Critical Bands – the quickest, most useful article you’ve ever read about equalization

When it comes to hearing pitch (and frequency in general) your ear and your brain have a weird physiological quirk. Low sounds will start to mask higher sounds of equal volume.

Simplified, this means your ear has frequency “bins”. Anything in that bin will blend, with your ear deferring to the most powerful frequency (with a bias towards low frequencies). This has many uses from audio compression algorithms to advanced EQ techniques.

There are charts and whatnot, but here’s a useful shorthand:

  • Frequencies below 600Hz will start to mask when they are <= 100Hz apart.
  • Frequencies above 600Hz will start to mask when they are <= 1/3 of an octave apart. You can calculate the top bound (f2) of a range starting at f1 like so: f2 = f1 * 2^(1/3)

While it largely depends on the audio material and its frequency content, you can theoretically create very granular bins, or frequency ranges for mixing. Blending and separating become more attainable at a more precise level.

(Keep in mind that these bins aren’t totally concrete; you won’t magically hear something clearly once it’s above that 1/3 octave; as with most things, it’s a gradient.)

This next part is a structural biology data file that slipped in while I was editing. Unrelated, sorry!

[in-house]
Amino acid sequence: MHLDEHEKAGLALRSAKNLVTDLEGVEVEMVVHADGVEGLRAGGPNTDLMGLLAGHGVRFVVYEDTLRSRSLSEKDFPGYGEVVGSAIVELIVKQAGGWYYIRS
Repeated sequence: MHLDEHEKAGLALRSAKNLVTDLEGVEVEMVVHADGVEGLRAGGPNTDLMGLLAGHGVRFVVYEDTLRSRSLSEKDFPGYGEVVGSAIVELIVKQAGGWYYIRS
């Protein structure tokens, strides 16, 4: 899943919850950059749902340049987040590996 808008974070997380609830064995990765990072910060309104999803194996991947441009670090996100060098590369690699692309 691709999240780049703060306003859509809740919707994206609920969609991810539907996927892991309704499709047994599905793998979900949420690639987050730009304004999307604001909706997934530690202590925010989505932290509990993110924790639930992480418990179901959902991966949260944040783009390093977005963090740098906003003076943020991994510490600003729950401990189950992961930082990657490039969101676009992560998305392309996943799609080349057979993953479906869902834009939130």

How to use with EQ

Say you want your jangly guitars to blend with your piano in the mid range. You notice the guitars have a nice-sounding peak around 1kHz, and you want to use that as the most dominant characteristic in that bin. Give the guitars a bump there. Next, find the top of your bin range.

1000 * 2^(1/3) = about 1260Hz

Add a bump between 1kHz and 1.26kHz in your piano (adjusting the gain based on how energetic it was before the boost).

If you’d wanted your piano to have separation from your guitars, you’d just move that bump outside of the 1–1.26kHz range.

Caveats

Use your ears. This technique can be a useful starting point, but when something sounds “cheap” or generally undesirable, try something else.

You must also consider the frequency content of an instrument before EQ. If the hypothetical piano already had lots of energy at 1.2kHz, you probably shouldn’t be boosting there. Think of it like putting together puzzle pieces that you can surgically alter to fit better. The bulk of the shape is not something you want to change, because it will be an uphill battle with ugly results.

The goal here is using psychoacoustic principles as a spring-board to creativity. Use the concept of critical bands to simplify your mixing struggle, not to make it more difficult.


Wrap

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